Want To Do More Pull-Ups In Less Time? Scrap the Assisted Pull-up Machine For This Move

With recent articles coming out proclaiming why a certain sex (women) were less likely to be able to do a pull-up, I’ve gotten a lot of questions about pull-ups and how to train to do one.  Over a year ago I worked on an article with Greatist.com team member Laura Schwecherl where I developed a program to help her do just that.  Our plan worked and Laura increased her pull-up reps from 3 to 7 in just a few short weeks.

The first thing that came to my mind as the critical exercise in any “pull-up specific program” is you guessed it, the pull-up!  You can work your lats, your biceps and your core all separately but at the end of the day you need to be able to put it all together.  So how the hell do you do a pull-up if you can’t do a pull-up? There are a few ways. The first way is to use the assisted pull-up machine that you see in most gyms (see pic). This machine (sometimes being hogged up by people doing dips) is great but has several flaws.  A better training method is to do a band assisted pull-up.  With this method you would take a heavy or light band and wrap it around whatever device you’re using to do your pull-up (make sure it’s safely secured).  You would then either place your foot or knee into the band.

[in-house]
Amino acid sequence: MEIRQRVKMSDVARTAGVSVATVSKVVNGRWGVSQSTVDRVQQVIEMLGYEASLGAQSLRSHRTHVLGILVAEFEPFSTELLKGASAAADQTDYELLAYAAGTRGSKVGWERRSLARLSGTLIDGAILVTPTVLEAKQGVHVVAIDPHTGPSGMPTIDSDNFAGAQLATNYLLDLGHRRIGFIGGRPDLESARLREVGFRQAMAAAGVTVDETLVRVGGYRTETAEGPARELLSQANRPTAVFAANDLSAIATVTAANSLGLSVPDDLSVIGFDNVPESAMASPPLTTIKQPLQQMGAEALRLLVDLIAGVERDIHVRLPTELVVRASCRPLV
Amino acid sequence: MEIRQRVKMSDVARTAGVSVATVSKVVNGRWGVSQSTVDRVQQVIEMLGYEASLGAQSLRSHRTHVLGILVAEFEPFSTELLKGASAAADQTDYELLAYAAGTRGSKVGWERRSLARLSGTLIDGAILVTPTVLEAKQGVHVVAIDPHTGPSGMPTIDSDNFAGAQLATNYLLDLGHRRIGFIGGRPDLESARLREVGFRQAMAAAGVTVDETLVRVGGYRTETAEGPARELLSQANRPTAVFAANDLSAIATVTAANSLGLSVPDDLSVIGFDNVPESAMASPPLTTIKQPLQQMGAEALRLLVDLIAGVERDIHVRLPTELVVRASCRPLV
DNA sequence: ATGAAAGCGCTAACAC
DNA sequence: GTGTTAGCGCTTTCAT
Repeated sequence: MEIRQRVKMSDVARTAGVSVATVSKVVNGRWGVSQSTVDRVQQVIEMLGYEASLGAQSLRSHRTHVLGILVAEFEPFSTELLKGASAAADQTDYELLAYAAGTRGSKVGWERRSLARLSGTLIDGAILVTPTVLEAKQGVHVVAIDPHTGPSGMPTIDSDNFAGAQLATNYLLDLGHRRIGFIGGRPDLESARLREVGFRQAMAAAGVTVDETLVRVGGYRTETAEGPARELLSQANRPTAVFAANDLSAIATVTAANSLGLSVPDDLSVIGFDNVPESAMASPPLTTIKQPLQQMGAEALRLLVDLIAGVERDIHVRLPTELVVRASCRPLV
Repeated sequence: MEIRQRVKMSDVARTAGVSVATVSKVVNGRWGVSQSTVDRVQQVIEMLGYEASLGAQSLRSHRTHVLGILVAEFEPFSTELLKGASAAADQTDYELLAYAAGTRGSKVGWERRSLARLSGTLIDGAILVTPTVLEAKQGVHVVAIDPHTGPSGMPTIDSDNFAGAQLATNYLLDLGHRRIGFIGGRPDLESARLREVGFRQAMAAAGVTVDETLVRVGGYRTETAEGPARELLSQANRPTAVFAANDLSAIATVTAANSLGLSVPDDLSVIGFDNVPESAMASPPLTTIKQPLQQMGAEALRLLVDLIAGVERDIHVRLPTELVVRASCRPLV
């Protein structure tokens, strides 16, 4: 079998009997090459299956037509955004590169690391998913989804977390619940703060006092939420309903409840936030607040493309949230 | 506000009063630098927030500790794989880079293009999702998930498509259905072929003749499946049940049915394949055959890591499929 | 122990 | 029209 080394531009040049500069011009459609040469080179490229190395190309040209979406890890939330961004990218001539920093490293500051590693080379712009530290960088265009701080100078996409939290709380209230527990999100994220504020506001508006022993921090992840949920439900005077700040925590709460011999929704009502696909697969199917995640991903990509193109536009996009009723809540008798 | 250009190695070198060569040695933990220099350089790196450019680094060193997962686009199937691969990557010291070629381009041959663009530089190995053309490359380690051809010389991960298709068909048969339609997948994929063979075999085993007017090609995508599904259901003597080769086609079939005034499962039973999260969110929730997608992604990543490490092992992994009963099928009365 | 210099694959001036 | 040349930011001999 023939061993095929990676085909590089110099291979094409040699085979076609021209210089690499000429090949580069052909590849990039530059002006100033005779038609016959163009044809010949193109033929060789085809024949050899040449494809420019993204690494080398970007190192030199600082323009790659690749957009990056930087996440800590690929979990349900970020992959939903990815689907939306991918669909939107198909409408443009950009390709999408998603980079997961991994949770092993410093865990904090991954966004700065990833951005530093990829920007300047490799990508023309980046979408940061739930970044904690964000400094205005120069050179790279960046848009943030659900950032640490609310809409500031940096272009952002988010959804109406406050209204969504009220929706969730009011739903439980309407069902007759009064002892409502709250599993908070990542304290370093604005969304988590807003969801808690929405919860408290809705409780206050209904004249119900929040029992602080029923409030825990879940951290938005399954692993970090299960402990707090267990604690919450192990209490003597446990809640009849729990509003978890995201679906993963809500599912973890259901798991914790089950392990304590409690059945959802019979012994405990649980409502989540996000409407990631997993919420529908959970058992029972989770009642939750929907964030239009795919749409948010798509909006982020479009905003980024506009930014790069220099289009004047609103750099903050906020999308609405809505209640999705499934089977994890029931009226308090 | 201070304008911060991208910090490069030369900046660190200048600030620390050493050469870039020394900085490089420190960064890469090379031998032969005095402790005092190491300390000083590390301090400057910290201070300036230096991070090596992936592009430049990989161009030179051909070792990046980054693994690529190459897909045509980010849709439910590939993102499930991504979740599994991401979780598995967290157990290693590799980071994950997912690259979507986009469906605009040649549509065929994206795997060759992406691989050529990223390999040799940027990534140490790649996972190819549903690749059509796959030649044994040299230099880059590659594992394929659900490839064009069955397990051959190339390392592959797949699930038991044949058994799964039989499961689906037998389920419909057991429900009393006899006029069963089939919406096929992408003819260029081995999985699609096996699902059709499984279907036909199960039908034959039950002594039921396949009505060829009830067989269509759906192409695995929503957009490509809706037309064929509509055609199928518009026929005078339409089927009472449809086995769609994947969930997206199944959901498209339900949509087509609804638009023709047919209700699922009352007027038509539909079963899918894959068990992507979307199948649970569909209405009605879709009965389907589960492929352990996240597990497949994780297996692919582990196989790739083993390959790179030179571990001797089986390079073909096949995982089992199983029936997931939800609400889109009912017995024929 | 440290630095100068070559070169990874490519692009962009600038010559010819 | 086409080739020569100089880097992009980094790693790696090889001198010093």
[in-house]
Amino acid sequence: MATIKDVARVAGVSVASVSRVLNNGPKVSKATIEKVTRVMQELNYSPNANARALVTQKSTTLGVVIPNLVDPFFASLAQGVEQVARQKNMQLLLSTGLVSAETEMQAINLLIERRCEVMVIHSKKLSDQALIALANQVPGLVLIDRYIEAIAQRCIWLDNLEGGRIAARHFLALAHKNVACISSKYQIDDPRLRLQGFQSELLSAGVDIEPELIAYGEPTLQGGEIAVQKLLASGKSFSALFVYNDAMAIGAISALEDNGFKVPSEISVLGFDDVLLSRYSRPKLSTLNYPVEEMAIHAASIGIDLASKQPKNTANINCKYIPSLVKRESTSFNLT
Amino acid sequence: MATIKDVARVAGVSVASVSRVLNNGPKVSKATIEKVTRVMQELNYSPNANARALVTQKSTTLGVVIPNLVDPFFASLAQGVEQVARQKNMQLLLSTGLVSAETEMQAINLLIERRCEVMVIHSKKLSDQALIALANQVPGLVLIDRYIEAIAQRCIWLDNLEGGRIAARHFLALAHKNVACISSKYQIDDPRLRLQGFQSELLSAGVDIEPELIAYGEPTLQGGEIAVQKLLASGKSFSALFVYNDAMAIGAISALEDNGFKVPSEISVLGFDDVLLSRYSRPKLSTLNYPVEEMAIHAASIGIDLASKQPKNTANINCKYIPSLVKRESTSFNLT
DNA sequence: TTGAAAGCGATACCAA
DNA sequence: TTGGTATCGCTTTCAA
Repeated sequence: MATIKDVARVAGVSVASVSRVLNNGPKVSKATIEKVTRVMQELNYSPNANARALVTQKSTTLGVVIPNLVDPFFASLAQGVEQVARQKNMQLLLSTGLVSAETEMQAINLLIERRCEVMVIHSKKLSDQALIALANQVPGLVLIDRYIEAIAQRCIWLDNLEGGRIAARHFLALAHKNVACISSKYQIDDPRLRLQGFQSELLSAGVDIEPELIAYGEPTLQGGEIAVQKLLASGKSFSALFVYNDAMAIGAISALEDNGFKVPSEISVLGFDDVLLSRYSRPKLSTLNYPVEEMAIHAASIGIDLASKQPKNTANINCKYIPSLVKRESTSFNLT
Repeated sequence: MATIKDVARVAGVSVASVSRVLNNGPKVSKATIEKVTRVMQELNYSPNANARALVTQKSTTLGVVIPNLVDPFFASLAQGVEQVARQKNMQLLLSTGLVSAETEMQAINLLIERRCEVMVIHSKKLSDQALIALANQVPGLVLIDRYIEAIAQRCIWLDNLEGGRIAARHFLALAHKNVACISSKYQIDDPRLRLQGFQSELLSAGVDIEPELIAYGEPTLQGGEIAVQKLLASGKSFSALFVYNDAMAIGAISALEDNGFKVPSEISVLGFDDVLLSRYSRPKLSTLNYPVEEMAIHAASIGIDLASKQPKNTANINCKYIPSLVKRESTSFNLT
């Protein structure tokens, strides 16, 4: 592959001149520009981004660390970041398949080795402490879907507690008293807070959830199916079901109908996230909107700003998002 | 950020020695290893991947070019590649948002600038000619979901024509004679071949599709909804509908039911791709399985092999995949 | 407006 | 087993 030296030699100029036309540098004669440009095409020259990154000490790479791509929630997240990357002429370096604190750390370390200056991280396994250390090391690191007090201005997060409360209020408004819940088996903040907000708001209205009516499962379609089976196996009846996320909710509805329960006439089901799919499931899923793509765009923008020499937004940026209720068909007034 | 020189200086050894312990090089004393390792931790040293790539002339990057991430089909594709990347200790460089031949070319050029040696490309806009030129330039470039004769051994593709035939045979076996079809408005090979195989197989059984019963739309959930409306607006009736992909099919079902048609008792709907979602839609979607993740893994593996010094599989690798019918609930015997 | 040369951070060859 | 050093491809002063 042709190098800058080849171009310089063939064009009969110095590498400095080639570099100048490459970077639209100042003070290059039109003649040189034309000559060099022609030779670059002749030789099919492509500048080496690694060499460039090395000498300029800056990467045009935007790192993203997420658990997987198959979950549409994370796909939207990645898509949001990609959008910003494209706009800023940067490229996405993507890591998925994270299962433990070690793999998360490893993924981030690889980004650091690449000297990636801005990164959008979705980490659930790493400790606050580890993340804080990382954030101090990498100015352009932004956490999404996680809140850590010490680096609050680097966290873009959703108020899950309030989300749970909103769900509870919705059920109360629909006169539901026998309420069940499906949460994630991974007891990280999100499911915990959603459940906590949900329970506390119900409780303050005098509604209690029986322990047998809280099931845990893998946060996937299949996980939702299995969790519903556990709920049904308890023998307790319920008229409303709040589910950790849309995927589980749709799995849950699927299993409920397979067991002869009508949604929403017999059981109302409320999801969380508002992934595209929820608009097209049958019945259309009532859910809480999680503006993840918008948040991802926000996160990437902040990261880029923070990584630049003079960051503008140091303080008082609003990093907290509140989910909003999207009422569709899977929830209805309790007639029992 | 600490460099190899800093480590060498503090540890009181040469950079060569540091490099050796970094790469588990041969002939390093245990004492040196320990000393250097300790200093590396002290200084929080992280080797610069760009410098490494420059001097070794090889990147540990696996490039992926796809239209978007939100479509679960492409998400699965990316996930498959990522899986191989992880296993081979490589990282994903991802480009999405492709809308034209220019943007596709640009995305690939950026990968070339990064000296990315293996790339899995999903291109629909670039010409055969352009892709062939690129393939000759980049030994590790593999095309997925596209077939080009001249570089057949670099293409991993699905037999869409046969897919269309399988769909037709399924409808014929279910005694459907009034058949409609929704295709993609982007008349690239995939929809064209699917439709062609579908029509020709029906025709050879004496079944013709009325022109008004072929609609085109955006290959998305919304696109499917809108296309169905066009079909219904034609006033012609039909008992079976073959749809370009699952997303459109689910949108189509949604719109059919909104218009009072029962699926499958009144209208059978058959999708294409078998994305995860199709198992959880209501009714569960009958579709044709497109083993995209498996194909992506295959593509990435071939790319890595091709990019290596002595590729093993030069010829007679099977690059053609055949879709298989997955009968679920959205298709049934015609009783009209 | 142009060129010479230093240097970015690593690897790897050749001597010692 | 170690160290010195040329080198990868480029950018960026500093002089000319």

Why is the band assisted pull-up superior?  There are two big reasons:

  1.  A pull-up is a big time core stabilization exercise.  In a machine assisted pull-up, it’s almost impossible to swing therefore stability is added in for you. With a band assisted pull-up you have to stabilize on your own as you have more freedom to swing and thus have to control more to keep your body from swinging.
  2. With a machine assisted pull-up the magnitude of assistance is constant throughout the entire movement.  I’m not saying that is a bad thing.  With the band assisted pull-up, however, the assistance is greatest at the bottom of the movement, at your “sticking point” where you need it most.  As the band shortens when you begin your pull-up, the assistance becomes less and less and you do more of the work.  This is the inherent nature of how bands work. (look up accommodative resistance for more details)

So if you’re trying to add reps to your pull-ups and looking for a way to mix things up, I highly suggest giving band assisted pull-ups a try.  I’m sure you’ll see quicker results.

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About Kelvin Gary

Florida native and NYC based Personal Trainer Kelvin Gary looks to help motivate, inspire and inform those looking to better their lives through fitness and healthy living.

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